Big data offers insights on Hurricane Harvey disaster relief
Big data reveals disparities in post-disaster aid, reports Fast Company. Perceiving insufficient FEMA aid coverage for the historic damage in the wake of Hurricane Harvey, the Houston Department of Housing and Community Development (HCD) selected Civis Analytics to help the agency identify and quantity need for aid.
FEMA determines how much aid to administer based on applications for assistance, but this system overlooks those who lack the know-how or ability to apply, or whose damage has gone unrecognized. This problem prompted the Houston HCD to turn to big data.
“Houston’s been hit by five federally declared disasters in three years,” HCD director Tom McCasland tells Fast Company. “If the damage from these disasters is chronically undercounted, then we’re being chronically under-resourced for recovery. Harvey presented an opportunity to take on the problem of undercounting with this data project.”
Data consultancy firm Civis Analytics is taking on the challenge, pulling from existing city data as well as compiling survey data through outreach. “We focused on helping them understand, at a really individual level, exactly which households were impacted by flooding,” explains Amy Deora, Civis’s director of public sector analytics.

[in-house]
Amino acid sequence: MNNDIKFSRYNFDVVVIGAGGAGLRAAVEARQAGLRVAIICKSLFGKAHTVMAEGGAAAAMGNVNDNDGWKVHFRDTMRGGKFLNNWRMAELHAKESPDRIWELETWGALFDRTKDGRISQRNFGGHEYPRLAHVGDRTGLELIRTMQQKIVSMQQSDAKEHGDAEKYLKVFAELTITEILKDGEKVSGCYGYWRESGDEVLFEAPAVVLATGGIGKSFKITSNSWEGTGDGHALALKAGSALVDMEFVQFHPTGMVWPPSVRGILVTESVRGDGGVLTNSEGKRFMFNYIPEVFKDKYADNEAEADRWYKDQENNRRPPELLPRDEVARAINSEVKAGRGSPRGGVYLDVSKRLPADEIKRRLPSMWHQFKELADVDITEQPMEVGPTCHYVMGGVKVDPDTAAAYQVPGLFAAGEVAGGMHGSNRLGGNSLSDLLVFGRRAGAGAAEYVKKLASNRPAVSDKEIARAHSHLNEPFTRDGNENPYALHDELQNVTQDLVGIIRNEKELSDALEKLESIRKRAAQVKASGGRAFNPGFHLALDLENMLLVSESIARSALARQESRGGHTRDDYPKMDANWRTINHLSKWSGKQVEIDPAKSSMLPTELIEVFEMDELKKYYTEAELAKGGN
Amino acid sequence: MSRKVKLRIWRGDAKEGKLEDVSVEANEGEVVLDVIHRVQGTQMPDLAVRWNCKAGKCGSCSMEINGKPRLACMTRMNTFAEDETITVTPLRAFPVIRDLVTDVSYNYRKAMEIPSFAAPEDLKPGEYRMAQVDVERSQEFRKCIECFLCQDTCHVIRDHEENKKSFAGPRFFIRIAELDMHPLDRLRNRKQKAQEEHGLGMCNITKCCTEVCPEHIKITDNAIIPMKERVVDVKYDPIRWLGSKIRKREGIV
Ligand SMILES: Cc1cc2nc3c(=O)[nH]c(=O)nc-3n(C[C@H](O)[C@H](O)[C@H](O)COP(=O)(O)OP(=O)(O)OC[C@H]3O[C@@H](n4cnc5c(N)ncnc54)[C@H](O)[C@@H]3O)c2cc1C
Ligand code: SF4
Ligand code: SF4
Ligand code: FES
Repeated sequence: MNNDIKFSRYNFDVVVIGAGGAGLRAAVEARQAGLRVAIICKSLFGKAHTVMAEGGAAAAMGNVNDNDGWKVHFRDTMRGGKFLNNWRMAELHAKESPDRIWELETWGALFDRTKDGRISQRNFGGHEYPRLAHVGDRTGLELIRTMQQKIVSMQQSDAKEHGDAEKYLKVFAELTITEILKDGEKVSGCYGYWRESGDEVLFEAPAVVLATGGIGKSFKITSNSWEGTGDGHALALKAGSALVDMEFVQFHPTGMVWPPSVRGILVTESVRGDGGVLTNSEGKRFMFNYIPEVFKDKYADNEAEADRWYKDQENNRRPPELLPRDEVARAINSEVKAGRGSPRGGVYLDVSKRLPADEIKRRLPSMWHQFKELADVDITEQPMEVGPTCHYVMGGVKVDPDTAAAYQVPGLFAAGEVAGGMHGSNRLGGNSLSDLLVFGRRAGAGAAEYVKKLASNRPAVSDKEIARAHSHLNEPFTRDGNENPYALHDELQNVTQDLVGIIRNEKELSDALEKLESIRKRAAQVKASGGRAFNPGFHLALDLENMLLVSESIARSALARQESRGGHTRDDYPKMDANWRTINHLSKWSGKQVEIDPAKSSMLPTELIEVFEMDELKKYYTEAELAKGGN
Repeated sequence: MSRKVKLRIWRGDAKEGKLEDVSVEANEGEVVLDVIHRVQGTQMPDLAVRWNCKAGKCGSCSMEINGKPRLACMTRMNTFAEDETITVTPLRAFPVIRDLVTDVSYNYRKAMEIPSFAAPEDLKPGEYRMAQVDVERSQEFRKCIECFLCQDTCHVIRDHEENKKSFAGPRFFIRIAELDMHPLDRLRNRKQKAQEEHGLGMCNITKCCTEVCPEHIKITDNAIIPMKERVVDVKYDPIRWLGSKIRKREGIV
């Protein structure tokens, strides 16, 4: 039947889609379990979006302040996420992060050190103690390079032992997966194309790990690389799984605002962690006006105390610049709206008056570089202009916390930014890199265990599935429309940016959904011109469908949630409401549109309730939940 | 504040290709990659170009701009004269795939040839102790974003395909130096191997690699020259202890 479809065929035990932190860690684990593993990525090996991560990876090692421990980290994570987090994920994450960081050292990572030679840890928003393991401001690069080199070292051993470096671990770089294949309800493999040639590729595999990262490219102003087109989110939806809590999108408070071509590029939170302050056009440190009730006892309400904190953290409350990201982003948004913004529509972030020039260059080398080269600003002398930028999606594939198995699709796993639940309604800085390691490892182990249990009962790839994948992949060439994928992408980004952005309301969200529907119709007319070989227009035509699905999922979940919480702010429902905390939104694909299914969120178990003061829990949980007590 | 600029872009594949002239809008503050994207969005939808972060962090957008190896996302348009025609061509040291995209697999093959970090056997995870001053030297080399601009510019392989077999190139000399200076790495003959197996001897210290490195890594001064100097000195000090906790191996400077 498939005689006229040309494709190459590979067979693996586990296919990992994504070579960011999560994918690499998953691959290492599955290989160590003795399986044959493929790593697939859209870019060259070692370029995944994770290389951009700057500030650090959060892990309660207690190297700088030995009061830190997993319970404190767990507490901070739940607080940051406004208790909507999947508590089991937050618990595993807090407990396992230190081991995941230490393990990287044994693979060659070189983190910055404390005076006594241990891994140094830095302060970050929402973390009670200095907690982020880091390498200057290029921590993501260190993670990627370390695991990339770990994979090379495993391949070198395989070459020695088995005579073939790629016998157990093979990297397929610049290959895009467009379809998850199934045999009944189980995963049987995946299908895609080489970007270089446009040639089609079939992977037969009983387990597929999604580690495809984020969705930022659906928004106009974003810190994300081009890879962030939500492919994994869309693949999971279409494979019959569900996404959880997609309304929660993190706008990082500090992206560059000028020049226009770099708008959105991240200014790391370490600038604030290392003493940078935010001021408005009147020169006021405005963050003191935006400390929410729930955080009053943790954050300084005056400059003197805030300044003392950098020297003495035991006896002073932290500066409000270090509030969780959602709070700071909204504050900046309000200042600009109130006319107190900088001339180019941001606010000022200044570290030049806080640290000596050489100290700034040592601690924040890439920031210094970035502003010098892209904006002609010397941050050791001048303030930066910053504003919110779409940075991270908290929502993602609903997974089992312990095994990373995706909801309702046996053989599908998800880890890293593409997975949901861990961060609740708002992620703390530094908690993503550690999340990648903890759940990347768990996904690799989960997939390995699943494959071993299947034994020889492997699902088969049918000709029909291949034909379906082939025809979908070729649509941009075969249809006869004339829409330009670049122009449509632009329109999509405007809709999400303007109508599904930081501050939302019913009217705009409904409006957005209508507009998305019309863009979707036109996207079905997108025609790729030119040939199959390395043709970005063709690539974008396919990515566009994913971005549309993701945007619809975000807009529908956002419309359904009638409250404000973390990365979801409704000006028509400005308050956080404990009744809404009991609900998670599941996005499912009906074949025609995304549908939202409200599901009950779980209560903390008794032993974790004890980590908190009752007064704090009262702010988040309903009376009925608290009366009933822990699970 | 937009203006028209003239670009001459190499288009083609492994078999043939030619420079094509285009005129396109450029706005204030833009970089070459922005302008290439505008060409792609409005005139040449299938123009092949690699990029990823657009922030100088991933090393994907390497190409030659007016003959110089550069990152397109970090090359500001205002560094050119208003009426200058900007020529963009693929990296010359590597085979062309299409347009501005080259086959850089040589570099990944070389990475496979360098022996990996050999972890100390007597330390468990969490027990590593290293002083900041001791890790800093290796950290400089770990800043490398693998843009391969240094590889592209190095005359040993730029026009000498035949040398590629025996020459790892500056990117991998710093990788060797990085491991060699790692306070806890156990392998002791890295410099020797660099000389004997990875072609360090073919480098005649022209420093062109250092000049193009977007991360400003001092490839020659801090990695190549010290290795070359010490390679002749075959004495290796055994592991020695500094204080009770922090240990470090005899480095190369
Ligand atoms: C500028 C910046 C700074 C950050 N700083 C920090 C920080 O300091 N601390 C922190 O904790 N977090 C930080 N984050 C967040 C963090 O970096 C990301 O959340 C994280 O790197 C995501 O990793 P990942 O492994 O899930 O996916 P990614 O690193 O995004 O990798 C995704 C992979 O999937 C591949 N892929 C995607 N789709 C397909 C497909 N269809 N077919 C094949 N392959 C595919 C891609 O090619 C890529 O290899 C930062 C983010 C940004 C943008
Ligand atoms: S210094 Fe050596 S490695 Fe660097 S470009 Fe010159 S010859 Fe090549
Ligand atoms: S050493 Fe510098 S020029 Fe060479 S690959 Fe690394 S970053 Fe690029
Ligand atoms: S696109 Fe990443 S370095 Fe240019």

The numbers tell a sobering story: a whopping half of all Houstonians with flood-damaged properties were not on FEMA’s radar, resulting in an estimate off by $2 billion.
“The data will help us identify priority areas for starting our outreach for disaster recovery so that we’re prioritizing helping those people with the fewest private resources to recover."
Civis’ analysis also demonstrated that the lack of aid correlated with lower socioeconomic backgrounds. People from high poverty areas faced significant damage that would pose financial hardship to repair, but relatively more federal aid has poured into wealthier enclaves to-date. The traditional FEMA-centric system presents accessibility challenges for residents of lower-income communities for a variety of reasons, including English language barriers. Their model also found that the hurricane disproportionately impacted people with disabilities and seniors and also observed in a 15% uptick in homelessness after the storm.
“The data will help us identify priority areas for starting our outreach for disaster recovery so that we’re prioritizing helping those people with the fewest private resources to recover,” McCasland adds. His agency is using the data as a rallying point for fundraising efforts from housing projects to homeless services efforts. Meanwhile, Deora is confident that their model can add value to not only Houston’s recovery efforts for Harvey, but also propel disaster relief in other cities as well.